What’s a day-in-the-life look like?

It’s cliché, but the beauty of working in-house is that no day is ever the same. My day-to-day is often reactionary to what is going on in the company. Most people don’t realize how many ways the legal department is involved in the business. For instance, I work closely with the creative and marketing teams to negotiate contracts for our campaigns and marketing initiatives—talent and photographer agreements, crew releases, licenses, I could go on and on. Other times, I’m giving guidance on various retail laws in different countries that we operate in. We might be opening a new retail store, so that means I’m negotiating the lease with the landlord, and the construction contracts with the general contractor and architect. What I love about working at David Yurman is that I get a glimpse into every aspect of the business, and I get to work with everyone in the company. It makes me appreciate the work that I do and gives me a holistic view of the business, which allows me to be successful at my job. I make myself relatable and accessible, which is something that my clients value and allows the legal department to work collaboratively with the other business functions.

 

When do you get your best ideas and from where do you draw your inspiration?

Our offices are in Tribeca, and I’m one of the few people who is very fortunate to walk to work. It’s the daily walk to and from the office that gives me the best ideas and allows me to absorb without any distractions. Downtown you’re getting a mix of creatives and entrepreneurs, which I would be missing out on in the sea of suits in Midtown. It’s quieter, which allows me to pick up on what people are wearing and saying. In terms of inspiration, I come to an office every day that is bursting with innovative thinkers and creators who inspire me. They’re experts in their craft and have the ability to provoke an emotional connection to their work. Plus, David Yurman was co-founded by two artists who have built an iconic jewelry institution in a relatively short period of time. Most people don’t realize the company was only founded in 1980. If that’s not inspiring I don’t know what is.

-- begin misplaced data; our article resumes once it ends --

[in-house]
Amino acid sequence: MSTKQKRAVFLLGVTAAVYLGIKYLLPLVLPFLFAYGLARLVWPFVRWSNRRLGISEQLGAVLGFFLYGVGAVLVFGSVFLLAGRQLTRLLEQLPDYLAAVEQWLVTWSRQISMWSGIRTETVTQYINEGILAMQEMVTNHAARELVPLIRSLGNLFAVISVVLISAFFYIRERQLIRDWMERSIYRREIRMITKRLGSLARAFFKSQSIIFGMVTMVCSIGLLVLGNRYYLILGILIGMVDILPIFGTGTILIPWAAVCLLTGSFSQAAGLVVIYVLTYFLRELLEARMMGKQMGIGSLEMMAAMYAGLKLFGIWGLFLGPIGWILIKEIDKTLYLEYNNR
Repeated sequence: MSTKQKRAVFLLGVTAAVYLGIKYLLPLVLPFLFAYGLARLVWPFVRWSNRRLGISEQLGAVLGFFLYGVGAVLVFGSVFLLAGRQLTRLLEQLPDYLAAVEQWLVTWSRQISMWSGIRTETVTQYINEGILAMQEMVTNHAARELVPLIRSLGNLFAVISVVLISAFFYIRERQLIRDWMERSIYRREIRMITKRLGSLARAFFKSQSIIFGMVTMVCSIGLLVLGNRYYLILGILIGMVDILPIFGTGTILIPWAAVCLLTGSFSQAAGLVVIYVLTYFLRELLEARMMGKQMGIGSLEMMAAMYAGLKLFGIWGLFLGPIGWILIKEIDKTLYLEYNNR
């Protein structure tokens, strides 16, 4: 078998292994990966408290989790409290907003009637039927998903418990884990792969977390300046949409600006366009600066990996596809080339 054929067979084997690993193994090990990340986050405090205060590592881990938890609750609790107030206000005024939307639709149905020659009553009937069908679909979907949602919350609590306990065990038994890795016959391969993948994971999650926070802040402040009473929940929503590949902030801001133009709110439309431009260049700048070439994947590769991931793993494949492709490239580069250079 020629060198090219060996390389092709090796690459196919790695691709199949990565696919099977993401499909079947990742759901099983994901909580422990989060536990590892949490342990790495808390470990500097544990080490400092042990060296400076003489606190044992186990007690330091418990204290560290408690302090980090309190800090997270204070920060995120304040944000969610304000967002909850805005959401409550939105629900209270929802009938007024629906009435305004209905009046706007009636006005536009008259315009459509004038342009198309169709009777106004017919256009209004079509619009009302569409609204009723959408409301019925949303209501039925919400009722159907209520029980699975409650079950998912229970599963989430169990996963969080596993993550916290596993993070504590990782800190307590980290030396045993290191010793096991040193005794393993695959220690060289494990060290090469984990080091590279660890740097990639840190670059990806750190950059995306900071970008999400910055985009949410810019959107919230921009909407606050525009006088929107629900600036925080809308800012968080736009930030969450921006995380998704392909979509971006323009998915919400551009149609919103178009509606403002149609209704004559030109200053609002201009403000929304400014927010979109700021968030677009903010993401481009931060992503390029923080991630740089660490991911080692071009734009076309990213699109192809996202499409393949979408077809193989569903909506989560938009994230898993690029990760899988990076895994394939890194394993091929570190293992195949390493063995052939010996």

Three things you’re into right now?

First, women’s empowerment. Although, it’s something that I’m always into, right now the US women’s soccer team is top of mind. Second, basket bags. I’m pretty much exclusively wearing them right now no matter what the occasion. I even use a more oversized structured one as my work tote. Third, layering different sized gold bracelets. I’m really into stacking really small widths with really chunky bracelets all at the same time. Some may think it seems mismatched, but I think it gives your wrist more personality. Plus, I like the idea of throwing on a bunch of bracelets and not having to worry about taking them off. Our jewelry is great for that because you can really live in it.

How do you press reset and relax?

I try to travel as much as I can. Even if it’s a weekend somewhere a couple of hours away, it’s wild how different you feel when you’re in a different environment away from the heart of the city. In fact, I think it’s necessary. Other than that, yoga tends to be a solution to clear my mind and get me refocused.